Admittedly, I didn’t necessarily greet the latter with the enthusiasm it deserved. I actually recall telling my parents in no uncertain terms to send him back.

My three other brothers failed to sympathise, as unlike me – they were delighted to have another man about the house.

After a year or two – I grew to love, adore and mother him.

Not just 2.4 children

There was a Simpsons’ poster on display in my father’s study for several years when I was growing up. It read –

“Remember, as far as anyone knows, we’re a nice normal family”.

I was never entirely sure what constituted ‘normal’ but I was pretty confident we weren’t it.

  • Oli was a nerd.
  • Chris sang. At all times.
  • I was the only girl and as such – terribly misunderstood.
  • Joe was into Teenage Mutant Ninja Turtles, aliens and dinosaurs.
  • Mike liked whatever Joe liked.
  • Dad worked roughly 87 hours a week.
  • Mum was the glue that held us all together.

There were certain logistical advantages to being the only girl – I got my very own room for example. I also got a lot of sympathy from strangers. “Four brothers? You poor thing. They must pick on you an awful lot”. God no. I was a red belt in Tae Kwon-Do, they wouldn’t dare.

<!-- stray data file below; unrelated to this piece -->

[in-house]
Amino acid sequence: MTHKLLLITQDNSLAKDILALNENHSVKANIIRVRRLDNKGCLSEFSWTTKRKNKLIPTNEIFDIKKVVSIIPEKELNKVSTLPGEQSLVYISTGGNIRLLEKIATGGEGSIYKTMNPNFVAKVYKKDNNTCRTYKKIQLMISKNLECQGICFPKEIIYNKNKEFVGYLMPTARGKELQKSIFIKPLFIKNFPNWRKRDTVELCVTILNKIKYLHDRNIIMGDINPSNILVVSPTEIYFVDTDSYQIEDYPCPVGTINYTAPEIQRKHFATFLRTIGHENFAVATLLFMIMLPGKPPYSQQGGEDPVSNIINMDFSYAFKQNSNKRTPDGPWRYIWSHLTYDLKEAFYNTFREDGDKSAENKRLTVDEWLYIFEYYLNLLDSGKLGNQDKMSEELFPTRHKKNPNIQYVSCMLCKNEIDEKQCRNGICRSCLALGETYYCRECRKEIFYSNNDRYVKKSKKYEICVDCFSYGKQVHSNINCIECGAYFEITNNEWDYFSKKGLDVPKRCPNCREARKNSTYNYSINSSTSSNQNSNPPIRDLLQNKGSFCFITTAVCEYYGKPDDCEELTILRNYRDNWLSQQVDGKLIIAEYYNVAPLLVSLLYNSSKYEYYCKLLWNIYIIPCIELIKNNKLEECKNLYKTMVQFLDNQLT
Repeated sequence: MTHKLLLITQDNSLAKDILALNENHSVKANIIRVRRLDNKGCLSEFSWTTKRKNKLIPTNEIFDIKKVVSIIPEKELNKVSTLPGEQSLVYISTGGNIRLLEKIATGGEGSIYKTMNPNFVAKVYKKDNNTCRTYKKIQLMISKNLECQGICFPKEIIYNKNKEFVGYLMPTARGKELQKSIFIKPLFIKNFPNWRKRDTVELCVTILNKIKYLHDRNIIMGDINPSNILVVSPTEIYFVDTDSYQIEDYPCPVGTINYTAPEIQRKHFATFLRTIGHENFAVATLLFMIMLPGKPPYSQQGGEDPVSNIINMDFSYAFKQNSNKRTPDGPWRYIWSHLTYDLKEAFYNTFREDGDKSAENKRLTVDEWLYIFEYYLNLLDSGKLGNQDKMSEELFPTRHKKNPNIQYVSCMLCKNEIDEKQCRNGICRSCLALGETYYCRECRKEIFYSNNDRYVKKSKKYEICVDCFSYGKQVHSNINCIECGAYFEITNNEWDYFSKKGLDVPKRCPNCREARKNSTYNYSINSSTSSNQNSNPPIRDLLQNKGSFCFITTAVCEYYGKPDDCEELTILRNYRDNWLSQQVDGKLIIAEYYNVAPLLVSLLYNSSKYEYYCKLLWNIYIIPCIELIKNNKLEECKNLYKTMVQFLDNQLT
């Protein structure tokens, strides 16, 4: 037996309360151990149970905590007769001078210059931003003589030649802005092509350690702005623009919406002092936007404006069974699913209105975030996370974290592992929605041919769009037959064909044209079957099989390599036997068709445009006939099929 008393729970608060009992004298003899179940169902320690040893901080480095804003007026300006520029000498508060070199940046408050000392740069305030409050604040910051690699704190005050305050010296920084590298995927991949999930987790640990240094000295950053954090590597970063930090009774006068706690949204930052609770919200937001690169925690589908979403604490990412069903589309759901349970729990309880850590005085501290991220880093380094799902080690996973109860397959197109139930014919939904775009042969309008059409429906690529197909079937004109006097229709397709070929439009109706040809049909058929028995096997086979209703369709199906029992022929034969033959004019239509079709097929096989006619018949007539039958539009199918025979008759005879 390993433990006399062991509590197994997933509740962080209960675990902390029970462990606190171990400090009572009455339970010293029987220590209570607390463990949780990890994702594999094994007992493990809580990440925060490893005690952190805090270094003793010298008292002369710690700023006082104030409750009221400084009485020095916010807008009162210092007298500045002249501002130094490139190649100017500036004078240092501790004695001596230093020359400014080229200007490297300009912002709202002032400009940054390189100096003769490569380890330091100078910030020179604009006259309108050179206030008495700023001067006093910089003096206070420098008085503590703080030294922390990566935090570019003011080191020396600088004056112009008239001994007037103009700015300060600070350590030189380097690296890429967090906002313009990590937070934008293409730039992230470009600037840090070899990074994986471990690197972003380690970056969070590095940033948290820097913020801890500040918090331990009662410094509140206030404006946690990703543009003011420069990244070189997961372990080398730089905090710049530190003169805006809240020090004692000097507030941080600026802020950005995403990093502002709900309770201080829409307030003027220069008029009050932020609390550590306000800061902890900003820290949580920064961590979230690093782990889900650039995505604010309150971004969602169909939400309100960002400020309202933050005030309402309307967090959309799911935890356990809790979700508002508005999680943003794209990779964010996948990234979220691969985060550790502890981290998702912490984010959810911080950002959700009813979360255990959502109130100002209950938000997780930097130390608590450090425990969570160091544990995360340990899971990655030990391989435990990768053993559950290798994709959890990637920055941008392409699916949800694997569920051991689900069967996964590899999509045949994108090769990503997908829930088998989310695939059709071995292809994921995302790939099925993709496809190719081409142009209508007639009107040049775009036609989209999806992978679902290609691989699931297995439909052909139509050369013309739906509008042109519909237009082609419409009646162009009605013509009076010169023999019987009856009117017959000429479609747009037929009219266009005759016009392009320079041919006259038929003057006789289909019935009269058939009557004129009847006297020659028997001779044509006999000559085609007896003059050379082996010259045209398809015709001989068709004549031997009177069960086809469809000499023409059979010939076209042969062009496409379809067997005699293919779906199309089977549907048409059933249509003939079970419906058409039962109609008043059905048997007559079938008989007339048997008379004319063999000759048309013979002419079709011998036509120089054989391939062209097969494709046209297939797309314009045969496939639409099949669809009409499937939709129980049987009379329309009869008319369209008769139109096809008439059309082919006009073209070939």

It wasn’t all smooth sailing however:

  • Oli’s bedroom was next to mine. He played Prodigy’s ‘Firestarter’ on repeat at 140 decibels for about 3 years. I played Boyzone.
  • Chris decapitated my Tiny Tears doll. I punched him.
  • Joe shot me with Nerf bullets. A lot. I locked him in the garden shed.
  • Mike copied Joe. He also ended up in the shed.

Grown-ups (well, almost)

I’m pleased to report that Oli is still a nerd. A wildly successful one (they’re the best kind). As far as I know – he no longer listens to music that makes his ears bleed.

Chris no longer rips heads off dolls. He gets paid to buy stuff (genius I know) for the Royal Bank of Scotland.

I am still claiming to be misunderstood. On a positive note – I no longer have cause to punch my brothers or hold them captive.

Dad confiscated Joe’s Nerf gun on a Sunday afternoon in 1992, following an unfortunate incident with our neighbour’s pet goat. I don’t believe it was ever returned to him. He’s currently a Team Leader for Costa, loves playing host and is highly domesticated.

Mike no longer copies everything Joe does. He closely resembles a Wookiee and favours music that makes his ears bleed.

Families rule!